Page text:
Immigration expert-led Immigrate aims to help Canadian firms bring the talent they need to Canada

Immigrate claims to have processed over 1,800 applications to date.

Saskatoon-based startup Immigrate Software provides immigration automation technology to more than 350 businesses, including Tim Hortons, A&W, KFC, and Pizza Hut.

CEO Dirk Propp launched Immigrate in late 2017 after working for over a decade as an immigration consultant, where he learned firsthand how “time-consuming, confusing, and stressful” the immigration process was for applicants and the companies seeking them alike.

“Demand for our product is skyrocketing and we just need more people.”
-Dirk Propp, Immigrate

“The traditional business of immigration is very labour-intensive with administration,” said Dirk Propp, in an interview with BetaKit. “I saw that there’s a real need for people around the world to get help, as well as for enterprises nationwide to be able to have a one-stop solution for immigration.”
 

Through Immigrate, Dirk Propp hopes to provide the answer to this problem. Immigrate’s enterprise marketplace connects qualified candidates from around the world to Canadian companies seeking skilled workers. The startup’s software helps both find each other and navigate the immigration application process, with the help of expert immigration consultants, and its network of partner agents and recruiters.

Immigrate says it can cut the immigration paperwork process—which it claims typically takes over 40 hours to complete—down to three hours.

The startup is led by Dirk Propp and his wife, Keli Propp, Immigrate’s chief product officer, who has a background working in product management in the environmental industry. To date, Immigrate has secured a total of nearly $1.5 million CAD, including over $780,000 in equity venture funding and $700,000 in government grants.

This amount also counts $250,000 in bridge financing Immigrate raised earlier this week from Winnipeg’s Red Leaf Capital, to grow its team. “Demand for our product is skyrocketing and we just need more people,” said Dirk Propp. “With this investment, we will help more businesses affected by the global labour shortage and people needing immigration help.”

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Red Leaf Capital president and CEO Shane Li, who is joining Immigrate’s board as part of the round, said the firm was attracted to the Immigrate team’s “deep” industry expertise and the growth and market traction the startup has been able to achieve to date.

Michael McLean, the director of Calgary-based Tribune Capital—which backed Immigrate’s pre-seed round—told BetaKit that the firm was attracted to Immigrate in part due to the space it serves, which he said has “not seen a lot of technology focus and disruption.”

“Immigration is constantly changing, and it’s difficult to navigate,” said Dirk Propp. “It’s very time-consuming, and if you make a mistake, it can be really costly. What we’re trying to accomplish is make immigration a one-click process, make it simple, easy, [and] save companies time.”

According to Keli Propp, Immigrate’s competition includes traditional law firms and immigration consultancies, which she characterized as “slow [and] expensive,” adding that they offer “no technical advantages.”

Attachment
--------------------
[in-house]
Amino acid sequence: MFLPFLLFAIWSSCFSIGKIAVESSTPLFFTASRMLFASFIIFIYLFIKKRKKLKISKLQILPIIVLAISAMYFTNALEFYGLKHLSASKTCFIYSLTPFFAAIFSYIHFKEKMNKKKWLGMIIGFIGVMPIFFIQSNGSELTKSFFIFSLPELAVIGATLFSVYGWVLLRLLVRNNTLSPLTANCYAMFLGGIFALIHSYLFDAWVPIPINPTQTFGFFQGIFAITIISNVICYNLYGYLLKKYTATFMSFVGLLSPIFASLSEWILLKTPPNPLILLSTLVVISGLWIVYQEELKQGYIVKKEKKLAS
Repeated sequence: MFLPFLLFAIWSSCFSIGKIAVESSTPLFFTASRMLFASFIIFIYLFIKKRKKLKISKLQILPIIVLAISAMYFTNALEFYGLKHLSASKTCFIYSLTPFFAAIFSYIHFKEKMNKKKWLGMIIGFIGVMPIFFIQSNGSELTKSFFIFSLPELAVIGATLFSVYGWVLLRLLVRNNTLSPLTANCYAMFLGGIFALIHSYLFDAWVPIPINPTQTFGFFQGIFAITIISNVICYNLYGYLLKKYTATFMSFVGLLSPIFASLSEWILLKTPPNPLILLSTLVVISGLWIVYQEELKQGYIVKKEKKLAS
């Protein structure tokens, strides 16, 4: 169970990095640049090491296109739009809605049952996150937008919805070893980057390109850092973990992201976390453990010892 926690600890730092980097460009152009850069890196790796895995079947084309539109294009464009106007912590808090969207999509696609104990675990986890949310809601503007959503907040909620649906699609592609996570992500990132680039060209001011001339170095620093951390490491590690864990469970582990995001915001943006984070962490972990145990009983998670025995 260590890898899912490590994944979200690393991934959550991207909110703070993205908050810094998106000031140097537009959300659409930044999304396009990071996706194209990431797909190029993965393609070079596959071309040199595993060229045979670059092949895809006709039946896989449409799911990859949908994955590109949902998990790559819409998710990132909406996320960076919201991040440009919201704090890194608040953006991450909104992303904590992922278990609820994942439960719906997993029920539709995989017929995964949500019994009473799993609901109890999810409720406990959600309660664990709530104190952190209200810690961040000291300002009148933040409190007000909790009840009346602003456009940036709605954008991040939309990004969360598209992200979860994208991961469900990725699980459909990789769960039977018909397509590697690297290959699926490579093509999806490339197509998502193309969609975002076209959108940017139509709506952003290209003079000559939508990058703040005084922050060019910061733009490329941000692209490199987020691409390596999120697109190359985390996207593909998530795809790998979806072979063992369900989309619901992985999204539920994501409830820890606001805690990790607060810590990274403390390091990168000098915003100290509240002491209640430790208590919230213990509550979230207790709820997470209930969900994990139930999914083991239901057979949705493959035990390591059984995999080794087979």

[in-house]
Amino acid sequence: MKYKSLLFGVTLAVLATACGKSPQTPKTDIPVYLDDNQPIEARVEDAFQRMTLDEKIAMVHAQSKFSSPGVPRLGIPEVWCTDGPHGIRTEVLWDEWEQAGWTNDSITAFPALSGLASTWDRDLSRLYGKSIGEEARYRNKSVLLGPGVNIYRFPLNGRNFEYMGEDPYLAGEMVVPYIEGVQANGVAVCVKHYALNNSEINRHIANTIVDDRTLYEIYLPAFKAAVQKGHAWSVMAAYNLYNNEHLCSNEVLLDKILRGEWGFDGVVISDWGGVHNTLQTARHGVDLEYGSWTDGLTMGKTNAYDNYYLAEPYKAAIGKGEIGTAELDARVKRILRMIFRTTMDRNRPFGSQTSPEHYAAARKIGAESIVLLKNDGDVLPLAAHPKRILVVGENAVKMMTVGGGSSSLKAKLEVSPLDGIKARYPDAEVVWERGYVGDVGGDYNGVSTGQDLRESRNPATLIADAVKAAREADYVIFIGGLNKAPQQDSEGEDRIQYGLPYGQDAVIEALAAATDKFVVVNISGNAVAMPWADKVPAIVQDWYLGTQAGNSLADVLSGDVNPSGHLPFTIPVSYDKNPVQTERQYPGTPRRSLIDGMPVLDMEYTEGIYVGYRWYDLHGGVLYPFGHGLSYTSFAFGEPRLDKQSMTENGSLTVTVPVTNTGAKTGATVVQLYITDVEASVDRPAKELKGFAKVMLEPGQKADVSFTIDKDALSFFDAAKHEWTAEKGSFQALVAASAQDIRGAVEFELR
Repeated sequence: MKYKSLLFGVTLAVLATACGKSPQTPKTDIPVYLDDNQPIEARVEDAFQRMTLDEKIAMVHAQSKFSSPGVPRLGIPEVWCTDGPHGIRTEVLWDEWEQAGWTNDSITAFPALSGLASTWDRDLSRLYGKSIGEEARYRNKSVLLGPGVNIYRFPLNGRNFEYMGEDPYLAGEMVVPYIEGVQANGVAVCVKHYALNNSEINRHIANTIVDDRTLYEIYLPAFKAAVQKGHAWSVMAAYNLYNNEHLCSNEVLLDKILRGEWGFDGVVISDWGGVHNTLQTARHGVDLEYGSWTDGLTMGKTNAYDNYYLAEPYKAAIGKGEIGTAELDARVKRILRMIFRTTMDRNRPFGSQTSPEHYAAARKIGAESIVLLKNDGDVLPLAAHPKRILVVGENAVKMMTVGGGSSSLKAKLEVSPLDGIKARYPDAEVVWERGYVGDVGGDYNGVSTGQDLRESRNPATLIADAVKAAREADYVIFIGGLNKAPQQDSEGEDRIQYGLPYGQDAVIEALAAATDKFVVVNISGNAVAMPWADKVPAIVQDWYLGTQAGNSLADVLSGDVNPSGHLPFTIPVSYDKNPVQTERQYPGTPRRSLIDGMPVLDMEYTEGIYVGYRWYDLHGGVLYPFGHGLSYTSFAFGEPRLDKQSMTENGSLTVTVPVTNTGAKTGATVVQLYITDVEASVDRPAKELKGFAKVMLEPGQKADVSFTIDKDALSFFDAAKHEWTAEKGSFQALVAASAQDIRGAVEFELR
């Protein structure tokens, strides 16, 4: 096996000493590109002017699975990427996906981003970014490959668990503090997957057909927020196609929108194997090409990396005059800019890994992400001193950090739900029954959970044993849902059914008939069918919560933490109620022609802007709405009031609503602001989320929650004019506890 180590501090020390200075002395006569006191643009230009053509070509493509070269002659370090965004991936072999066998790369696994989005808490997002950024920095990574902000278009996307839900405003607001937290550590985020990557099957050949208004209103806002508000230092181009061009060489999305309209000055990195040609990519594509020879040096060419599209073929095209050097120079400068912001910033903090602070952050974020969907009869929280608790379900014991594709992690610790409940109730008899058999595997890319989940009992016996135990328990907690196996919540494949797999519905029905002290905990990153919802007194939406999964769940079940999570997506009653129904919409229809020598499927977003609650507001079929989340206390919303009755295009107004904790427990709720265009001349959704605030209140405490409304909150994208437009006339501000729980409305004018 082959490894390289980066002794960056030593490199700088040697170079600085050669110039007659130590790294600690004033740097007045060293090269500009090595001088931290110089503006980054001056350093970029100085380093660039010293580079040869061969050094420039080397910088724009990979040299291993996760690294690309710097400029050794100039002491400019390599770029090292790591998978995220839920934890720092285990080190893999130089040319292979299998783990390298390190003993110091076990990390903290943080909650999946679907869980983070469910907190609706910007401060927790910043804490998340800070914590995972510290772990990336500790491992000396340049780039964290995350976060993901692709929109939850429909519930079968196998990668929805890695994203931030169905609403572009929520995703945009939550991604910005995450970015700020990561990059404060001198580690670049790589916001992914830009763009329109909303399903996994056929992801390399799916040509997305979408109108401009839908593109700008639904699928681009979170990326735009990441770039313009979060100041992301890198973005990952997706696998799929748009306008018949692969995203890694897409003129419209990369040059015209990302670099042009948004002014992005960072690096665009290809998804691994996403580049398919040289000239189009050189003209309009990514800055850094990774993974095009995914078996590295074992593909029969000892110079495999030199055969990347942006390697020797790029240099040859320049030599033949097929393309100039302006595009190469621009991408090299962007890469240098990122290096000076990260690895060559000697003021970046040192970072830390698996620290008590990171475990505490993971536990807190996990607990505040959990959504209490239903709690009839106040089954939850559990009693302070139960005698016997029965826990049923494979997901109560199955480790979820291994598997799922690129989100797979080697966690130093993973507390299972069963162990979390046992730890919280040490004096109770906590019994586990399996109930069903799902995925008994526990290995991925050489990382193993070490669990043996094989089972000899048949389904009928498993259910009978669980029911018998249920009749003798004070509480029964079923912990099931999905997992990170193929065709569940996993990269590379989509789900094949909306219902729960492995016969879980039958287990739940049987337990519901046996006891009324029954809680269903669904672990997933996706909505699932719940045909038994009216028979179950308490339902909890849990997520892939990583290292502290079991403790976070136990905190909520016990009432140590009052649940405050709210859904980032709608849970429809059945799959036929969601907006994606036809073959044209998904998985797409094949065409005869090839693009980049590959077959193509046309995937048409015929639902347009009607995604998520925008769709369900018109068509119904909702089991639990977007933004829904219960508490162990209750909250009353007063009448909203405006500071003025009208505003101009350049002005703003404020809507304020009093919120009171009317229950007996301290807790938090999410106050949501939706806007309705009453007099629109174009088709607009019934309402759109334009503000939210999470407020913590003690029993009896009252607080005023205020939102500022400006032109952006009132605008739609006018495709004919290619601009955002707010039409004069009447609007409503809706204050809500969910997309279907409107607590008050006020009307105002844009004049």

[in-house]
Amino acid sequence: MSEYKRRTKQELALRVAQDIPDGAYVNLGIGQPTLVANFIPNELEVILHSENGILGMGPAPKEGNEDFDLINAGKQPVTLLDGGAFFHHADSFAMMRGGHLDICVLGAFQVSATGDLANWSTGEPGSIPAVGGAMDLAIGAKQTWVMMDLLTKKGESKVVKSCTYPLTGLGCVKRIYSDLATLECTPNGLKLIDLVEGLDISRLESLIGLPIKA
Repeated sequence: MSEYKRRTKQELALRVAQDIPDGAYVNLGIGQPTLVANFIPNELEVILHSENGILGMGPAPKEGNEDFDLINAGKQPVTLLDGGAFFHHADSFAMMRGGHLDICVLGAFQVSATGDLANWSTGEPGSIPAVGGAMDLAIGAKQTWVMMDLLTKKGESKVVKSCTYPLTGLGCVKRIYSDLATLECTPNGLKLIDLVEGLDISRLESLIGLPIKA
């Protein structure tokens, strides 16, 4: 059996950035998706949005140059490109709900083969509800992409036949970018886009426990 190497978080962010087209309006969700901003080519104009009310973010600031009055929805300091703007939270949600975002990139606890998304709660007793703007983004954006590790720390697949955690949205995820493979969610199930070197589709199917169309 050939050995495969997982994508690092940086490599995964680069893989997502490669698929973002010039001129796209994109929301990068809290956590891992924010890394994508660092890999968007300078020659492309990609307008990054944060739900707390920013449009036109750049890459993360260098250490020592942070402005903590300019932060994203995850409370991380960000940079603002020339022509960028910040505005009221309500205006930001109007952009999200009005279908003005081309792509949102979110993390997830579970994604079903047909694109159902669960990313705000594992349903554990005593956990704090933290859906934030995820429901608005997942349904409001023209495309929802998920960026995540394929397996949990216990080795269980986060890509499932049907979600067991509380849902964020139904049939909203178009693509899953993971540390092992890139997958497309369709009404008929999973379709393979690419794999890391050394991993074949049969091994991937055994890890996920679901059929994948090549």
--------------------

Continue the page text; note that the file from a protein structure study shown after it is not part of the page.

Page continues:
The space also includes companies like Officio and Visto, which only provide case management software; businesses like Xpert IMM, which only offers matching and referrals to traditional law and immigration firms; and VanHack, which recruits international tech talent.

RELATED: Alberta launches tech worker immigration stream after calls from community

“We are focused on providing a complete end-to-end process for employers and applicants,” Keli Propp told Betakit. “We are focused on the entire journey a business or an individual will go through when either looking to hire foreign workers or when a foreigner comes to Canada.”

Pre-pandemic, Immigrate focused more on marketing help around the world. But when Canada closed its borders during COVID-19, the startup’s business took a hit, and it shifted to focusing its efforts on enterprises that were struggling.

“It was really tough, and almost shut us down,” said Dirk Propp. “We had to take a step back, pivot, make some changes, we rebranded to Immigrate, and once we did that, we’ve been going almost straight up since.”

Aided by its shift to meeting the needs of Canadian companies across the country during the pandemic, Immigrate recently reached nearly $1.5 million in annual revenue. Today, Dirk Propp said the demand Immigrate is seeing is “outrageous.”

Li sees even more room for Immigrate to grow. “The market opportunity is huge,” Li told BetaKit, pointing to the complexity of the immigration application system and the amount of Canadian employers looking to fill positions with skilled foreign workers.

Feature image of Keli and Dirk Propp, courtesy Immigrate Software.

Josh Scott

Josh Scott

Josh Scott is a BetaKit reporter focused on telling in-depth Canadian tech stories, tracking Canada’s innovation economy and the people and companies building it, and breaking news. His coverage is more complete than his moustache.

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